US Senators were set to hold an initial vote Friday on Brett Kavanaugh's nomination to the Supreme Court as President Donald Trump accused liberal financier George Soros of bankrolling opposition to the nominee.

Protesters pressured key lawmakers over the looming too-close-to-call vote, with three key Republican lawmakers still officially undecided on the nominee, who has faced accusations of sexual misconduct.

Trump took the brutal battle to a new stage when he dismissed women who have cited their own experiences of sexual assault to argue against Kavanaugh as "elevator screamers" and said Soros, a frequent target of conservatives, was behind their demonstrations.

"The very rude elevator screamers are paid professionals only looking to make Senators look bad. Don't fall for it!" he said on Twitter.

"Also, look at all of the professionally made identical signs. Paid for by Soros and others. These are not signs made in the basement from love!"

The tweet stoked tensions over Kavanaugh just hours ahead of a Senate cloture vote to end debate on the nomination and move to a final vote on Saturday.

The vote is expected after 10:30 am (1430 GMT).

Republicans continued to reject sexual assault and abuse allegations against Kavanaugh from three women when they were students in the 1980s, and dismiss charges from Democrats that Kavanaugh repeatedly lied in Senate testimony about his background.

With their party holding a slim 51-49 majority in the Senate, all eyes were focused on three Republican senators who have not yet declared what they will do in the final vote -- Jeff Flake of Arizona, Susan Collins of Maine and Lisa Murkowski of Alaska.

If two break ranks with their party over Kavanaugh, the crucial nomination could be sunk in a major defeat for Trump.

Collins early Friday said she would vote for cloture, but would not say yet where she stood on the final vote.

If he wins approval, though, Kavanaugh would seal a conservative majority on the nine-seat court for many years to come.

Gripping political battle

The confirmation process has gripped Washington and the nation, aggravating already deep political divisions with just weeks to go before mid-term congressional elections.

The 53-year-old appeals court judge made a last-minute pitch for support in a Wall Street Journal op-ed headlined "I am an independent, impartial judge," virtually unheard-of campaigning for a nominee to the high court.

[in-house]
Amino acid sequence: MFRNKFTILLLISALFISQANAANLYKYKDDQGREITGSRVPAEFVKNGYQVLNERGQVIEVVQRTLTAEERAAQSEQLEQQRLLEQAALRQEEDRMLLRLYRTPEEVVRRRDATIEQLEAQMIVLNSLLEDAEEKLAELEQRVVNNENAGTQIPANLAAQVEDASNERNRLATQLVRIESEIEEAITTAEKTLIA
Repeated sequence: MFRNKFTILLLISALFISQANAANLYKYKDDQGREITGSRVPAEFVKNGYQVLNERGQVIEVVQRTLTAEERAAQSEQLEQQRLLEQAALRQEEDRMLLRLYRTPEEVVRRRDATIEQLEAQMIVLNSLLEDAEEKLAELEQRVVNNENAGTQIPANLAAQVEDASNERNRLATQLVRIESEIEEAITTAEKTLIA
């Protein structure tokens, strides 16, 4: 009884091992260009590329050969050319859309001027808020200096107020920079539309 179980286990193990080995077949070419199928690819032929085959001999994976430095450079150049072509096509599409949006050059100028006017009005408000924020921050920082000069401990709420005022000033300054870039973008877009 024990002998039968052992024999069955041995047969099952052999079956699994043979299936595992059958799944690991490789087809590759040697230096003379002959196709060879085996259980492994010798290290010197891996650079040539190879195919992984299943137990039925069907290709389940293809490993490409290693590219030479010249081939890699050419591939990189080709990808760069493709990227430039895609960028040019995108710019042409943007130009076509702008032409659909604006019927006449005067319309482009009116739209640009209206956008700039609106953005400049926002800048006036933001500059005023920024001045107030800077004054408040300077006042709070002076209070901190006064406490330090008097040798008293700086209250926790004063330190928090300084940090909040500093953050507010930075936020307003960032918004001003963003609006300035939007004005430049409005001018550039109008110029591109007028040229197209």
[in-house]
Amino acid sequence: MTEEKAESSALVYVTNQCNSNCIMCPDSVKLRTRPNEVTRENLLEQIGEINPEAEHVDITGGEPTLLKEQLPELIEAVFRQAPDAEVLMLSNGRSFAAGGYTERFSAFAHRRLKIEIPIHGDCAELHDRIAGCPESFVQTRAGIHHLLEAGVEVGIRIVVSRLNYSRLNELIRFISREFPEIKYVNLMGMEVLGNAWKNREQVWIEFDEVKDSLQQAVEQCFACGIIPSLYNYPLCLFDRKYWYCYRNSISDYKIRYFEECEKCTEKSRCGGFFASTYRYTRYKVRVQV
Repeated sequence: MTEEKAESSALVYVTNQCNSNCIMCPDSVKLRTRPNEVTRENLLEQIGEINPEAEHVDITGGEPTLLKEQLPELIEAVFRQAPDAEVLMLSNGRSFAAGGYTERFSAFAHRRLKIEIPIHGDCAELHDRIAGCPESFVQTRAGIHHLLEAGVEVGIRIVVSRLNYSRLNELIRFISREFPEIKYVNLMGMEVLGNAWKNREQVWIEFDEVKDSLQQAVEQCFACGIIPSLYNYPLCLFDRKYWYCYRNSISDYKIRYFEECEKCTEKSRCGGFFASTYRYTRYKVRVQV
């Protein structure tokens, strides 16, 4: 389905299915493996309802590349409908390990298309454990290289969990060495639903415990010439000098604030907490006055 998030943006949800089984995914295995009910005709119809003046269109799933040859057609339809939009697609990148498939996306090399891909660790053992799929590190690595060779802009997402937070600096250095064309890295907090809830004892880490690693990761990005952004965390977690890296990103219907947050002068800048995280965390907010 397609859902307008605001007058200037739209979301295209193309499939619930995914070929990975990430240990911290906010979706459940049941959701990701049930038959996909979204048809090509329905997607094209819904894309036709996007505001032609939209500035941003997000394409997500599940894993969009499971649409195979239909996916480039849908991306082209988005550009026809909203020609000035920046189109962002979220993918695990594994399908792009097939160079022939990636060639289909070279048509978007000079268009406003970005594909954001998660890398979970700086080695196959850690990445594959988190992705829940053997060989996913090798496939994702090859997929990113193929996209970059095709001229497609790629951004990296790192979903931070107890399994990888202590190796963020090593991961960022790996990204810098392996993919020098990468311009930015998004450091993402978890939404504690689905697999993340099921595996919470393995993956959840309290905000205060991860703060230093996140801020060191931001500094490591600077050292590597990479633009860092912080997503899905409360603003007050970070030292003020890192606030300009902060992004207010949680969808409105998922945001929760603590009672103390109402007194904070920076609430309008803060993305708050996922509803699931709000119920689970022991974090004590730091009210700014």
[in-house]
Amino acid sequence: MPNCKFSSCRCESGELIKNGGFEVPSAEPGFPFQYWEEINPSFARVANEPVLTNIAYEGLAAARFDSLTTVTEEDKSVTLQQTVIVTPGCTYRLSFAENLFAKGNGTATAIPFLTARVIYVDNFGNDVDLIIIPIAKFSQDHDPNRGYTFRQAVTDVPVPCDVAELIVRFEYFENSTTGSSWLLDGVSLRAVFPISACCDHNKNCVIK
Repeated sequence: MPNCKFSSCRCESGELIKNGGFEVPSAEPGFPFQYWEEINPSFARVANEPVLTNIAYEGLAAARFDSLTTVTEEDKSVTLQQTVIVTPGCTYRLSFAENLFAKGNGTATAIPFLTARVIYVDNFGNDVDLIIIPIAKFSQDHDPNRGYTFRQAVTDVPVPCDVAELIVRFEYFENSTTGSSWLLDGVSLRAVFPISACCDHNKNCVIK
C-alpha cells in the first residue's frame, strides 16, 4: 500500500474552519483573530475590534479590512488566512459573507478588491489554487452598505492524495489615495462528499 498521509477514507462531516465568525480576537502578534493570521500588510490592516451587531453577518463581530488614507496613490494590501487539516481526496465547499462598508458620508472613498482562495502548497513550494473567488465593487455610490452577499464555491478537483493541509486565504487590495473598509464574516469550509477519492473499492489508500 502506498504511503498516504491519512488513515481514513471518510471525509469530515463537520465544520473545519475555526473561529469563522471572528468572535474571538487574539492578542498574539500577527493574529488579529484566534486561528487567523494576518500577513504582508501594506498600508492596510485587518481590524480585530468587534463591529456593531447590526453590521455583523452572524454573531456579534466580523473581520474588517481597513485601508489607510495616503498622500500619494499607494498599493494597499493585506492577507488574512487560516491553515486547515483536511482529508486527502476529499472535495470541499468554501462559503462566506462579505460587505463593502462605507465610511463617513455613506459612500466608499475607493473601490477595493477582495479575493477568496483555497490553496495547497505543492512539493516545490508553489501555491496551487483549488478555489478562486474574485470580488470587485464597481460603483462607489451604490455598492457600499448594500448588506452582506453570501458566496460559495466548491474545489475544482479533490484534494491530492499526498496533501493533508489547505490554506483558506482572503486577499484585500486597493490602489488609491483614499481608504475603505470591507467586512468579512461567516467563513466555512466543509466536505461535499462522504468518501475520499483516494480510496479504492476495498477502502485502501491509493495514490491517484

Protesters returned outside the Capitol Friday morning, a day after 302 were arrested and charged with unlawfully demonstrating inside the Senate complex.

An MSNBC report said demonstrators were also outside the home of Senate leader Mitch McConnell early Friday, pretending to drink beer -- a reference to allegations that Kavanaugh was a heavy drinker while in high school and college, when the sex abuse is alleged to have taken place.

Senate Judiciary Committee chairman Chuck Grassley opened the Senate Friday ahead of the vote attacking an alleged Democratic political plot to defeat Kavanaugh, accusing unnamed "left-wing dark money groups" of engineering the opposition.

"The resistance that has existed since the day after the 2016 election is centered right here on Capitol Hill," he said. "I hope we can say no to mob rule by voting to confirm Judge Kavanaugh."

Trump's reference to Soros, who has supported pro-democracy movements around the world and the US Democratic Party for years, appeared to aim at inciting more support and anger from the president's conservative Christian base.

The Jewish billionaire is frequently cited by arch-conservatives as behind liberal and progressive movements -- criticisms that have raised counter-accusations of anti-semitism.

But Democrats continued Friday to argue that there had been too little effort made to investigate the allegations against Kavanaugh -- especially that of Christine Blasey Ford, who says a drunken Kavanaugh tried to rape her in 1982.

On Thursday the FBI released the results of a six-day, last-minute review of the charges which reportedly finds no corroborating evidence for the charges.

Democrats say the White House and Republicans kept the probe tightly limited in scope, preventing the FBI from interviewing key witnesses.

Ahead of the cloture vote Friday, another complication for Republicans loomed. Senator Steve Daines of Montana announced Thursday night that he has a scheduling conflict: his daughter is getting married Saturday in the western state and he plans to attend.

That could be bad news as Republicans need every vote they can get. McConnell's office said it is trying to figure out what to do.